The Cochrane database of systematic reviews. 2020;2:Cd004865
BACKGROUND Low plasma levels of erythropoietin (EPO) in preterm infants provide a rationale for the use of EPO to prevent or treat anaemia. OBJECTIVES To assess the effectiveness and safety of early versus late initiation of EPO in reducing red blood cell (RBC) transfusions in preterm and/or low birth weight (LBW) infants. SEARCH METHODS The standard search of the Cochrane Neonatal Review Group (CNRG) was performed in 2006 and updated in 2009. Updated search in September 2009 as follows: The Cochrane Library, MEDLINE (search via PubMed), CINAHL and EMBASE were searched from 2005 to September 2009. The searches were repeated in March 2012. The Pediatric Academic Societies' Annual meetings were searched electronically from 2000 to 2012 at Abstracts2View(TM) as were clinical trials registries (clinicaltrials.gov; controlled-trials.com; and who.int/ictrp). SELECTION CRITERIA Randomised or quasi-randomised controlled trials enrolling preterm or LBW infants less than eight days of age. INTERVENTION Early initiation of EPO (initiated at less than eight days of age) versus late initiation of EPO (initiated at eight to 28 days of age). DATA COLLECTION AND ANALYSIS The standard methods of the CNRG were followed. Weighted treatment effects included typical risk ratio (RR), typical risk difference (RD), number needed to treat to benefit (NNTB), number needed to treat to harm (NNTH) and mean difference (MD), all with 95% confidence intervals (CI). A fixed-effect model was used for meta-analyses and heterogeneity was evaluated using the I-squared (I(2)) test. MAIN RESULTS No new trials were identified in March of 2012. Two high quality randomised double-blind controlled studies enrolling 262 infants were identified. A non-significant reduction in the 'Use of one or more RBC transfusions' [two studies 262 infants; typical RR 0.91 (95% CI 0.78 to 1.06); typical RD -0.07 (95% CI -0.18 to 0.04; I(2) = 0% for both RR and RD] favouring early EPO was noted. Early EPO administration resulted in a non-significant reduction in the "number of transfusions per infant" compared with late EPO [typical MD - 0.32 (95% CI -0.92 to 0.29)]. There was no significant reduction in total volume of blood transfused per infant or in the number of donors to whom the infant was exposed. Early EPO led to a significant increase in the risk of retinopathy of prematurity (ROP) (all stages) [two studies, 191 infants; typical RR 1.40 (95% CI 1.05 to 1.86); typical RD 0.16 (95% CI 0.03 to 0.29); NNTH 6 (95% CI 3 to 33)]. There was high heterogeneity for this outcome (I(2) = 86% for RR and 81% for RD). Both studies (191 infants) reported on ROP stage > 3. No statistically significant increase in risk was noted [typical RR 1.56 (95% CI 0.71 to 3.41); typical RD 0.05 (-0.04 to 0.14)] There was no heterogeneity for this outcome (0% for both RR and RD). No other important favourable or adverse neonatal outcomes or side effects were reported. AUTHORS' CONCLUSIONS The use of early EPO did not significantly reduce the 'Use of one or more RBC transfusions' or the 'Number of transfusions per infant" compared with late EPO administration. The finding of a statistically significant increased risk of ROP (any grade) and a similar trend for ROP stage > 3 with early EPO treatment is of great concern.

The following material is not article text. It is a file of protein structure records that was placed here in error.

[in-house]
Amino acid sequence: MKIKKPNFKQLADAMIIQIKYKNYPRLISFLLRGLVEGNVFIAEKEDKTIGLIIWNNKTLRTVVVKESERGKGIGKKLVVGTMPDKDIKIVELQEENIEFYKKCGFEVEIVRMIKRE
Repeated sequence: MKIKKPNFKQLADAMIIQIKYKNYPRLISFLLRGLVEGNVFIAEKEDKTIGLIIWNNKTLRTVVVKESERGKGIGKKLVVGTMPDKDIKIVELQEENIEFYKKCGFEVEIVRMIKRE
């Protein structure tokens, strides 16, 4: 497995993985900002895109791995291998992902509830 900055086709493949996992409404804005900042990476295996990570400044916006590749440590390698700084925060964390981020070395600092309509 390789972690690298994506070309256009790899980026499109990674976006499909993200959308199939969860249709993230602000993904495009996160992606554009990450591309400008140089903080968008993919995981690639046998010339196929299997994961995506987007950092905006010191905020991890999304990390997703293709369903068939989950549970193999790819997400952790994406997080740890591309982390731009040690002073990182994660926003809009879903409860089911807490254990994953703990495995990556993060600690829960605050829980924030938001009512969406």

Novel Dose Escalation to Predict Treatment with Hydroxyurea (NDEPTH): A Randomized Controlled Trial of a Dose-Prediction Equation to Determine Maximum Tolerated Dose of Hydroxyurea in Pediatric Sickle Cell Disease